SARS-CoV-2 infecting cells imaged by helium ion microscopy
The world’s focus is on coronavirus, but it’s an invisible enemy - impossible to see even with most microscopes. Seeing SARS-CoV-2 (the virus behind COVID-19) in action can reveal clues about how it works and how to fight it. So far, most attempts to observe its nefarious behaviour have been with scanning electron microscopes, which scan surfaces with a beam of electrons to produce an image. However, this approach requires samples to be first coated in a conductive material like gold, which can interfere with the structure of the subjects. Now a team has used helium ion microscopy to image the virus (artificially coloured blue) interacting with infected monkey kidney cells. This technique sidesteps the need for a coating, and provides detailed images which should reveal how the virus attaches to cells. This will both highlight natural defence mechanisms in action and guide new approaches for treatment.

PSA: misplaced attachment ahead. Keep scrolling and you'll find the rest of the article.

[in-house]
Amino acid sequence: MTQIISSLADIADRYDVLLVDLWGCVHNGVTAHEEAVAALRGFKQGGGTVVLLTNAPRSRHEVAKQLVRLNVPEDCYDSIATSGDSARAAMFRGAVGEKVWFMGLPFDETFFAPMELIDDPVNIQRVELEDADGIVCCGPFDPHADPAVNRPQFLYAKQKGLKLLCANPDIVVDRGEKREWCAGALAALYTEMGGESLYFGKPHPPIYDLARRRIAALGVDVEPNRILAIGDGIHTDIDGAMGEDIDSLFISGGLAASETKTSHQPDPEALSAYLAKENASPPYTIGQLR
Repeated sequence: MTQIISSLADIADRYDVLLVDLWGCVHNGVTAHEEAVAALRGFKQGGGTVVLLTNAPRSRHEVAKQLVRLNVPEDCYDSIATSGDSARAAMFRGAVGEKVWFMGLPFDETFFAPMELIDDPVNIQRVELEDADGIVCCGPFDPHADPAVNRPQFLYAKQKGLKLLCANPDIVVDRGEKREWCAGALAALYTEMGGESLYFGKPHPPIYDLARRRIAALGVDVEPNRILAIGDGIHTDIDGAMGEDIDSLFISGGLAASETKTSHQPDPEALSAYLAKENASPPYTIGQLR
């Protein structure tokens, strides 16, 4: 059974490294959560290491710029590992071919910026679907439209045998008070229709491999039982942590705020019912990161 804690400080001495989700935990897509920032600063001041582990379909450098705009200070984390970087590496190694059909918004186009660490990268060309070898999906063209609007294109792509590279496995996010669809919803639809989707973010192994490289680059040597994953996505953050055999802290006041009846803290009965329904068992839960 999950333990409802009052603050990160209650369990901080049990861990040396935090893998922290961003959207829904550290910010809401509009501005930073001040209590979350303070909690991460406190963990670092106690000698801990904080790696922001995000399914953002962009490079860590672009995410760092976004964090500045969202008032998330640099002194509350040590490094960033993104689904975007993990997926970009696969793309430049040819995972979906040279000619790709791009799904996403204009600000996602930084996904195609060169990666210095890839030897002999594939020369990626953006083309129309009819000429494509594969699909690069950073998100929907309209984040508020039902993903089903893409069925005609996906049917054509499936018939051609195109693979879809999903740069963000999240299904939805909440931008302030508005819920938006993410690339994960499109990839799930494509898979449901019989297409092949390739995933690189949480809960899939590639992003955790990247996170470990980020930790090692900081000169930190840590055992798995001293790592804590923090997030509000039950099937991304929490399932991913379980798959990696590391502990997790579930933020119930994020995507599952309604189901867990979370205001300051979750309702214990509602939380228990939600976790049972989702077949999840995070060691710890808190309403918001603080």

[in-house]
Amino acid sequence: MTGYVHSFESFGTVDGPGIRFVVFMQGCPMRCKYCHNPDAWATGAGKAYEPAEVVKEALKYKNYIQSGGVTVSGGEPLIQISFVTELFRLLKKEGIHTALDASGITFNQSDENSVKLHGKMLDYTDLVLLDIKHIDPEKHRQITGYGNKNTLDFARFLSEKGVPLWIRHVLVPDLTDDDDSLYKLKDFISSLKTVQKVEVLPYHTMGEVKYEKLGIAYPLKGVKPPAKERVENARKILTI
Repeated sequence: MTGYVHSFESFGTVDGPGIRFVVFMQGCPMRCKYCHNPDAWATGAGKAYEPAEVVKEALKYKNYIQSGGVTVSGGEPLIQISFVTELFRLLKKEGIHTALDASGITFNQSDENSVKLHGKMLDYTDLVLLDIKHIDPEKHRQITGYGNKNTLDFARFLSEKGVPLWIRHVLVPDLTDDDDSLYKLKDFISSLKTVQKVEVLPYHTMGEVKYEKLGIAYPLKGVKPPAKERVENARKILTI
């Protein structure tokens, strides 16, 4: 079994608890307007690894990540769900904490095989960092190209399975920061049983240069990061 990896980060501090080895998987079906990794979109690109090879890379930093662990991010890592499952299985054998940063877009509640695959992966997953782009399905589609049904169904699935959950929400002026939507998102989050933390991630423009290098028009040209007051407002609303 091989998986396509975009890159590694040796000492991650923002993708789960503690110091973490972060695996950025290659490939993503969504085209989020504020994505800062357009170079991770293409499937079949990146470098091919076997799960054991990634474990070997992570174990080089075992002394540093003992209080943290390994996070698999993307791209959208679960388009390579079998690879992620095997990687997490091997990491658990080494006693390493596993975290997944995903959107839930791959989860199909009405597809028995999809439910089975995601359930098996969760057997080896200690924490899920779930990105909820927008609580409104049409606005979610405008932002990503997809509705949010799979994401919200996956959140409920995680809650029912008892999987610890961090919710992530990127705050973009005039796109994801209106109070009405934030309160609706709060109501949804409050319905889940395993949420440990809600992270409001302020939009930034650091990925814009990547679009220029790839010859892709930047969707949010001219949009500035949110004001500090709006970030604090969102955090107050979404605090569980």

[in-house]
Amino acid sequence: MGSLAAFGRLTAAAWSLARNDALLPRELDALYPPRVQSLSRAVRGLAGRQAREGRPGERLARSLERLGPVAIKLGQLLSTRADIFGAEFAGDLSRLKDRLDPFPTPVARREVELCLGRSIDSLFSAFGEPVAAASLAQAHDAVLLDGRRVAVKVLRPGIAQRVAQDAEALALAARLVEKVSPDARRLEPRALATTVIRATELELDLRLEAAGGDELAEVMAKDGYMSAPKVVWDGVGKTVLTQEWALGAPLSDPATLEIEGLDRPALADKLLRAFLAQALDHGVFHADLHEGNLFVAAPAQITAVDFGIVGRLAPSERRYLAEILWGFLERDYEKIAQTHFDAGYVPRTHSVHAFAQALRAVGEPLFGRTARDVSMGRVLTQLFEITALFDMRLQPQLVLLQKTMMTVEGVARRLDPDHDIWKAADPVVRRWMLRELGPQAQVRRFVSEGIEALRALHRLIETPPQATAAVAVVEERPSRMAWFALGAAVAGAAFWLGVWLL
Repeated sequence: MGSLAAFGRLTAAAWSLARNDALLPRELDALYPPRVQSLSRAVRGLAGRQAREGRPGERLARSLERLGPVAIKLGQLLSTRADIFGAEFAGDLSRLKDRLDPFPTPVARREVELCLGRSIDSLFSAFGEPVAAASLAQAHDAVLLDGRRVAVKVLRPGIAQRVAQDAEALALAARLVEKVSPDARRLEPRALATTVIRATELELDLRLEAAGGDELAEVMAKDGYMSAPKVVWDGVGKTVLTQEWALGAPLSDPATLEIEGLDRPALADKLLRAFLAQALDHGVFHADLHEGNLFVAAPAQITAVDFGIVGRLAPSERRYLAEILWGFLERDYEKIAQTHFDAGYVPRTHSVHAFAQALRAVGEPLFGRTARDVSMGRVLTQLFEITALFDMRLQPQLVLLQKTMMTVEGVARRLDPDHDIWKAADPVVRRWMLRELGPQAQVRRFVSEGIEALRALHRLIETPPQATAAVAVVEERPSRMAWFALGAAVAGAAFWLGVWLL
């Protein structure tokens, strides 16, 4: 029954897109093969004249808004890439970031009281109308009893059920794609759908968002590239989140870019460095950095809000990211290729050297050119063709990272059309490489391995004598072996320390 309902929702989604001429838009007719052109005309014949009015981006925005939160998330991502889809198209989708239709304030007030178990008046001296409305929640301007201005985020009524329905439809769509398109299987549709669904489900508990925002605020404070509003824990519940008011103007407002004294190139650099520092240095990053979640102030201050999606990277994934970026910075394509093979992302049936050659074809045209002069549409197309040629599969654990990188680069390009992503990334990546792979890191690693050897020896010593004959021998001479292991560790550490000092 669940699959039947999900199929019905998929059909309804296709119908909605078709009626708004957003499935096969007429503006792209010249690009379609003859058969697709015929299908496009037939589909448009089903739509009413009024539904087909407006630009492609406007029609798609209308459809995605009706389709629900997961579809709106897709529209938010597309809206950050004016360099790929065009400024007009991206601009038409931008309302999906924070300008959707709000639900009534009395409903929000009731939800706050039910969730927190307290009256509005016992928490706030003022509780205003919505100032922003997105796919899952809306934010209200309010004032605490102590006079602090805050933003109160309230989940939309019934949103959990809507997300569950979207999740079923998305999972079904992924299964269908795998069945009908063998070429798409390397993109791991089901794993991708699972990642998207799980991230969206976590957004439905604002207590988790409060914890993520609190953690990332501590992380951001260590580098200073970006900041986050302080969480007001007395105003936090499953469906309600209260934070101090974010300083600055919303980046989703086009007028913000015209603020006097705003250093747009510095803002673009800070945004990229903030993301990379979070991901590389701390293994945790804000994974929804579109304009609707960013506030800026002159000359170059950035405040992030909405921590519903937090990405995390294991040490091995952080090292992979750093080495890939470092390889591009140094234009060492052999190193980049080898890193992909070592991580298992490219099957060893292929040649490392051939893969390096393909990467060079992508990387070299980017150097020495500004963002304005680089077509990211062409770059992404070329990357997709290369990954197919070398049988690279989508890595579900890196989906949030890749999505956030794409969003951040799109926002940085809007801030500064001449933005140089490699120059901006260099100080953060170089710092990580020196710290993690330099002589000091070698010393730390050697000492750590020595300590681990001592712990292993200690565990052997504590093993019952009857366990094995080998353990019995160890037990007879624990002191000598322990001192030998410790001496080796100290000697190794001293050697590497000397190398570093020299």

BPoD stands for Biomedical Picture of the Day. Managed by the MRC London Institute of Medical Sciences the website aims to engage everyone, young and old, in the wonders of biomedicine. Images are kindly provided for inclusion on this website through the generosity of scientists across the globe.
BPoD is also available in Catalan at www.bpod.cat with translations by the University of Valencia.